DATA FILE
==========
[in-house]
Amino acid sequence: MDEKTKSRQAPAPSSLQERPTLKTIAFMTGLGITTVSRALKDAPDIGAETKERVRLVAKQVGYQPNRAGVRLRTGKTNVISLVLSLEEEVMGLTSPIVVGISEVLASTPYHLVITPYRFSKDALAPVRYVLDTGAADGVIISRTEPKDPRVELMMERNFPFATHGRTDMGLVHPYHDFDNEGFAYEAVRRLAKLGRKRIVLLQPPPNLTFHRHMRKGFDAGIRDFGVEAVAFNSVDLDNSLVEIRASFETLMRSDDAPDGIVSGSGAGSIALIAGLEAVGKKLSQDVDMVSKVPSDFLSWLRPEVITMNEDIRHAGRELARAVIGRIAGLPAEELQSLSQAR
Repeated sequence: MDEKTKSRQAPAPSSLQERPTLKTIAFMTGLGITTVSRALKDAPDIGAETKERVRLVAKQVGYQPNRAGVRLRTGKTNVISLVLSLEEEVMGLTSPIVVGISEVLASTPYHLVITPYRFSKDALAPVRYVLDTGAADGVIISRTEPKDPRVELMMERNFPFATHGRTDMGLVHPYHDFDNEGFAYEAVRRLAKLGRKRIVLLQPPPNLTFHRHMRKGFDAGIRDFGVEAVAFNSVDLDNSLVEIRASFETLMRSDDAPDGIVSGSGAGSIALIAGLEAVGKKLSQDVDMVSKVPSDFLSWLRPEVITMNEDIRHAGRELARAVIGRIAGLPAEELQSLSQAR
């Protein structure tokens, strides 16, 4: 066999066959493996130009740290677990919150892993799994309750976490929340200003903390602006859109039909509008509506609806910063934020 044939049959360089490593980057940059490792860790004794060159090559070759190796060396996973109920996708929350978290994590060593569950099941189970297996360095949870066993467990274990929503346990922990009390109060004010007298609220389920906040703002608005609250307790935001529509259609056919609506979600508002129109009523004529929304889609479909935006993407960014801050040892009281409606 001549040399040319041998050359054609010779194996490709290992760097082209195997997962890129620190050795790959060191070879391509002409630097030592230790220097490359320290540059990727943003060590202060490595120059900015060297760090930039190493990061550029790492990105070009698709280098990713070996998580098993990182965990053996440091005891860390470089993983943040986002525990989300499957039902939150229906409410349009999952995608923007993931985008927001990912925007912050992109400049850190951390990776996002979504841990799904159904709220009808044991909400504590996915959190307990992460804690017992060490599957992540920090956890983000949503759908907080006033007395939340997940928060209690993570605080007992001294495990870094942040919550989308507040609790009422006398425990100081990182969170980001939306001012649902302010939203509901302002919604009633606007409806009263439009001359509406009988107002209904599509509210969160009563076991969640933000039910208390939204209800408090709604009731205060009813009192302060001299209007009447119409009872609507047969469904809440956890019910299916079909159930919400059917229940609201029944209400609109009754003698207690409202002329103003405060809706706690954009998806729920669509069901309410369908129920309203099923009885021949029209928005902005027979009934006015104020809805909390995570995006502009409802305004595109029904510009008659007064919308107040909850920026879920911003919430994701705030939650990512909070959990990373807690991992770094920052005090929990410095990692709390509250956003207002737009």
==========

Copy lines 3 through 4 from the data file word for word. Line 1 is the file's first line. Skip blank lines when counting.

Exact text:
Repeated sequence: MDEKTKSRQAPAPSSLQERPTLKTIAFMTGLGITTVSRALKDAPDIGAETKERVRLVAKQVGYQPNRAGVRLRTGKTNVISLVLSLEEEVMGLTSPIVVGISEVLASTPYHLVITPYRFSKDALAPVRYVLDTGAADGVIISRTEPKDPRVELMMERNFPFATHGRTDMGLVHPYHDFDNEGFAYEAVRRLAKLGRKRIVLLQPPPNLTFHRHMRKGFDAGIRDFGVEAVAFNSVDLDNSLVEIRASFETLMRSDDAPDGIVSGSGAGSIALIAGLEAVGKKLSQDVDMVSKVPSDFLSWLRPEVITMNEDIRHAGRELARAVIGRIAGLPAEELQSLSQAR
């Protein structure tokens, strides 16, 4: 066999066959493996130009740290677990919150892993799994309750976490929340200003903390602006859109039909509008509506609806910063934020 044939049959360089490593980057940059490792860790004794060159090559070759190796060396996973109920996708929350978290994590060593569950099941189970297996360095949870066993467990274990929503346990922990009390109060004010007298609220389920906040703002608005609250307790935001529509259609056919609506979600508002129109009523004529929304889609479909935006993407960014801050040892009281409606 001549040399040319041998050359054609010779194996490709290992760097082209195997997962890129620190050795790959060191070879391509002409630097030592230790220097490359320290540059990727943003060590202060490595120059900015060297760090930039190493990061550029790492990105070009698709280098990713070996998580098993990182965990053996440091005891860390470089993983943040986002525990989300499957039902939150229906409410349009999952995608923007993931985008927001990912925007912050992109400049850190951390990776996002979504841990799904159904709220009808044991909400504590996915959190307990992460804690017992060490599957992540920090956890983000949503759908907080006033007395939340997940928060209690993570605080007992001294495990870094942040919550989308507040609790009422006398425990100081990182969170980001939306001012649902302010939203509901302002919604009633606007409806009263439009001359509406009988107002209904599509509210969160009563076991969640933000039910208390939204209800408090709604009731205060009813009192302060001299209007009447119409009872609507047969469904809440956890019910299916079909159930919400059917229940609201029944209400609109009754003698207690409202002329103003405060809706706690954009998806729920669509069901309410369908129920309203099923009885021949029209928005902005027979009934006015104020809805909390995570995006502009409802305004595109029904510009008659007064919308107040909850920026879920911003919430994701705030939650990512909070959990990373807690991992770094920052005090929990410095990692709390509250956003207002737009």